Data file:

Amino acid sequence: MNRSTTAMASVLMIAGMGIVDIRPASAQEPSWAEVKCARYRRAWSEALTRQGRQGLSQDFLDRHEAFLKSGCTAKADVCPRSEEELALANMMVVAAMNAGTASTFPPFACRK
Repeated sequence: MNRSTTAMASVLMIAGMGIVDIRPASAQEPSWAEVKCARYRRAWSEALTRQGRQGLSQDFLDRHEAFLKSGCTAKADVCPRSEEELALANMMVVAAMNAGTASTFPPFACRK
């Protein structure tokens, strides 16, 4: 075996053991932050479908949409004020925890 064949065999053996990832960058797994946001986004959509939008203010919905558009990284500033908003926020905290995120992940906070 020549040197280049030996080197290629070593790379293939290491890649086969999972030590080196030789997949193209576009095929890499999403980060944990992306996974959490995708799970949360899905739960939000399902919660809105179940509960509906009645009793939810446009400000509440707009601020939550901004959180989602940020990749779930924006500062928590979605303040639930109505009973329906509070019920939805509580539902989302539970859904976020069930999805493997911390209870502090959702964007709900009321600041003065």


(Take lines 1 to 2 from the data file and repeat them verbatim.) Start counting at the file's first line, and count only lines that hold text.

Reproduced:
Amino acid sequence: MNRSTTAMASVLMIAGMGIVDIRPASAQEPSWAEVKCARYRRAWSEALTRQGRQGLSQDFLDRHEAFLKSGCTAKADVCPRSEEELALANMMVVAAMNAGTASTFPPFACRK
Repeated sequence: MNRSTTAMASVLMIAGMGIVDIRPASAQEPSWAEVKCARYRRAWSEALTRQGRQGLSQDFLDRHEAFLKSGCTAKADVCPRSEEELALANMMVVAAMNAGTASTFPPFACRK